In 2002, empty after numerous years, the Ritz Theater was purchased by Patricia Haggerty-Wenz, who was the Executive Director for numerous years of Safe Harbors of the Hudson, a “nonprofit organization that is committed to transforming lives and building communities through housing and the arts in the City of Newburgh.” Haggerty-Wenz’s mission for the only remaining historic theater in the City of Newburgh, was to “provide a venue for live performances in a city that had none, educational programs for youth, employment opportunities for the community and to create an active cultural and tourist destination. Lisa Silverstone is the current Executive Director. Coming up at the theater are concerts and dance programs. Ann Street Gallery is also part of the Safe-Harbor (www.safe-harbors.org) complex and has ongoing exhibitions.

There is a sculpture park just around the corner from the Ritz where performances take place and on the side of the is a large mural and an installation of Photographs by Dmitri Kasterine, Portrait of a City.

We walked along Liberty Street, stopped at Caffé Macciato, another distribution spot for ART TIMES, and met Jodi Cummings, owner and chef. Further down the street is The Wherehouse, a place for food, wine, artisanal beers, live music, films, an open mic, and spoken word programs.

Washington’s Headquarters is also on this street. Formerly known as Hasbrouck House (built in 1750), it served as Washington’s headquarters during the last years of the Revolutionary War. It was chosen for its comparatively safe location north of West Point and was here that he signed the Proclamation of Peace in 1783, ending the Revolutionary War. It is also the oldest house in the city of Newburgh, and the first property acquired and preserved by any U.S. state for historic reasons.

The site was declared a National Historic Landmark in 1961 and today, it is a museum furnished to recreate its condition during the Revolutionary War. It covers an area of about seven acres (2.8 ha), with three buildings: Hasbrouck House, a museum (built in 1910), a monument named the “Tower of Victory”, which was completed in 1890 after four years of construction in order to commemorate the centennial of Washington’s stay, and a maintenance shed/garage built in the Colonial Revival style in 1942. There is a statue entitled “The Minuteman”, by Henry Hudson Kitson, erected on the grounds on November 11, 1924.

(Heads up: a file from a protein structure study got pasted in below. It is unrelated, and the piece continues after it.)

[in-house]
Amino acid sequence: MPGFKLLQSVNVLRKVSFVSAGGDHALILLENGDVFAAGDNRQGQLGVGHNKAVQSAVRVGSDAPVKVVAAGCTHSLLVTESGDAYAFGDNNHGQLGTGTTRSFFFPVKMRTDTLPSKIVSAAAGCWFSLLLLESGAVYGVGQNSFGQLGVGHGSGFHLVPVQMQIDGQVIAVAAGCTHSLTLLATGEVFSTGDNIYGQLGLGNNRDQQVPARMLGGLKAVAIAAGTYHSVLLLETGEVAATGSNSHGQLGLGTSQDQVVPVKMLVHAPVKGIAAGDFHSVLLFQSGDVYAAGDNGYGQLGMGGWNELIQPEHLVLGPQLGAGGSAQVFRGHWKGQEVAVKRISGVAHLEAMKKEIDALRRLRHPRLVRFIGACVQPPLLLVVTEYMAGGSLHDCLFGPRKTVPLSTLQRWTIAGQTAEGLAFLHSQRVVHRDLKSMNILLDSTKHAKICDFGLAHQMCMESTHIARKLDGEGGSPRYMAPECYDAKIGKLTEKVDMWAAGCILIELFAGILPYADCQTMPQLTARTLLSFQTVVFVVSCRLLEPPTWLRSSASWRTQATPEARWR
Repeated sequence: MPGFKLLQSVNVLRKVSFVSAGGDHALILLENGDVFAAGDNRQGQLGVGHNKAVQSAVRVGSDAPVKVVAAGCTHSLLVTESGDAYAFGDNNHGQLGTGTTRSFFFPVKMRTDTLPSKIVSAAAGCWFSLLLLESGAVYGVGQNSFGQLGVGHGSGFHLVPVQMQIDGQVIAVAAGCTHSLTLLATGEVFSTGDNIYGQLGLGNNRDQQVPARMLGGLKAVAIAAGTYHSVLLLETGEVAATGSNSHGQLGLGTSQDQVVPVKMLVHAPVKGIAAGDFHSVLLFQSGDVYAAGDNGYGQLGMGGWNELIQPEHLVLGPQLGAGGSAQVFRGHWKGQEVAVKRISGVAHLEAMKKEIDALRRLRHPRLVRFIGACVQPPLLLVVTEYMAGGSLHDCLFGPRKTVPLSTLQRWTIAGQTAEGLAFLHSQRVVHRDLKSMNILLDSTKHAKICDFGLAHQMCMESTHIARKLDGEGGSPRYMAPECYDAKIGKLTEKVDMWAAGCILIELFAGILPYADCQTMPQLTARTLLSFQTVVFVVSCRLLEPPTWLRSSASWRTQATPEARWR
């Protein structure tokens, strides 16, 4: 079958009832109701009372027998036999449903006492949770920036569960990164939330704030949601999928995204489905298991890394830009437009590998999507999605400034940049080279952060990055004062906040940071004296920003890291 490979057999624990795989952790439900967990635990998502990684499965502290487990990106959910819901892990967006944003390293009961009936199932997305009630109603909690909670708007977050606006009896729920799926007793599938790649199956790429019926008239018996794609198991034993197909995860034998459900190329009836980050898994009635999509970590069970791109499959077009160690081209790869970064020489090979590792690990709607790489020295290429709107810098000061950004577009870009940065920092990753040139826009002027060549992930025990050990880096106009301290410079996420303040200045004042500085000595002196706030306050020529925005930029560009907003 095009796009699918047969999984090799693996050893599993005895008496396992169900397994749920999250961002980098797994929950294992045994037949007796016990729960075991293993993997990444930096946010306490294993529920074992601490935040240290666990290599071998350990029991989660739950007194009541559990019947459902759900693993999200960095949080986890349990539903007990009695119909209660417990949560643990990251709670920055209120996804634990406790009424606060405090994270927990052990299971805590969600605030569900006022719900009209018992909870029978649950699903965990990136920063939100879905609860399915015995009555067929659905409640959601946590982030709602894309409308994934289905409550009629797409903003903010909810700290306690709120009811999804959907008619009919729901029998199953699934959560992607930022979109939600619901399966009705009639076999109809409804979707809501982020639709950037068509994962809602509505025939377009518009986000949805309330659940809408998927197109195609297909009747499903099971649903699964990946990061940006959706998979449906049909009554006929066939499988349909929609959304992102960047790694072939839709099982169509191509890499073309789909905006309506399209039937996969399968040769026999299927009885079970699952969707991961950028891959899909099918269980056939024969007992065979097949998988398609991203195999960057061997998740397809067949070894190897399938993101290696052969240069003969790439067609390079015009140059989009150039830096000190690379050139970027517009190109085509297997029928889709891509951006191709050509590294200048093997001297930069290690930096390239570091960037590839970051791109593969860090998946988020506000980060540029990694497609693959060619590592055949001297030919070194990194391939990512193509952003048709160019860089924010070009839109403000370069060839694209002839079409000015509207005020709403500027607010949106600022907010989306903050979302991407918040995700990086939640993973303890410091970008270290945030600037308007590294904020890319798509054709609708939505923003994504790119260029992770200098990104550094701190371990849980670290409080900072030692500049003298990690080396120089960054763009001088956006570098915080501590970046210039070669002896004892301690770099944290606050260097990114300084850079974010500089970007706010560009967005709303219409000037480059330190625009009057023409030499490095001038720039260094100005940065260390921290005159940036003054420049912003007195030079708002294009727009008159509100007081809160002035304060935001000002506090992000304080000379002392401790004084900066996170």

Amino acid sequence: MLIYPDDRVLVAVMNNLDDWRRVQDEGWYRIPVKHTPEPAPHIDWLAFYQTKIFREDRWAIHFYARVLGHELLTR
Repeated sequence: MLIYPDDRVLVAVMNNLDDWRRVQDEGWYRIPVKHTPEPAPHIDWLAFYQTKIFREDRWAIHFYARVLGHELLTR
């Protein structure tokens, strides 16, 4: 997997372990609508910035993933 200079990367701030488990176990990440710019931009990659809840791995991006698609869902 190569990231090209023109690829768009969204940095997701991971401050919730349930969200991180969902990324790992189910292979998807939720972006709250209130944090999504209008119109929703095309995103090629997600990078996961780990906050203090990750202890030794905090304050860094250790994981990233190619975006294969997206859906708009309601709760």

Karpeles Manuscript Library,

Our last stop was the Karpeles Museum. Director Brian S. Denniston gave us an update about the Karpeles. The Karpeles Manuscript Library is the world’s largest private collection of original manuscripts and documents. The library was founded in 1983 by California real estate magnates David and Marsha Karpeles, with the goal of stimulating interest in learning, especially in children. There are 11 Karpeles Manuscript Libraries and all entry and services are free. Items are rotated between museums quarterly and each location has a general exhibit and one or more specially scheduled exhibits throughout the year. In Newburgh, the special exhibit is a solo show by a regional artist.

There is much more culture to explore in Newburgh including dance, theater and music. The annual Newburgh Illuminated Festival will take place at the crossroad of Liberty and Broadway on June 3, 2017 celebrating Newburgh with music, art and food. Check them out at http://www.newburghilluminatedfestival.com

And, thank you Keith for being such a good tour guide, for your support of film (he’s a locations/ site manager for production companies) and for contributing essays to arttimesjournal.com.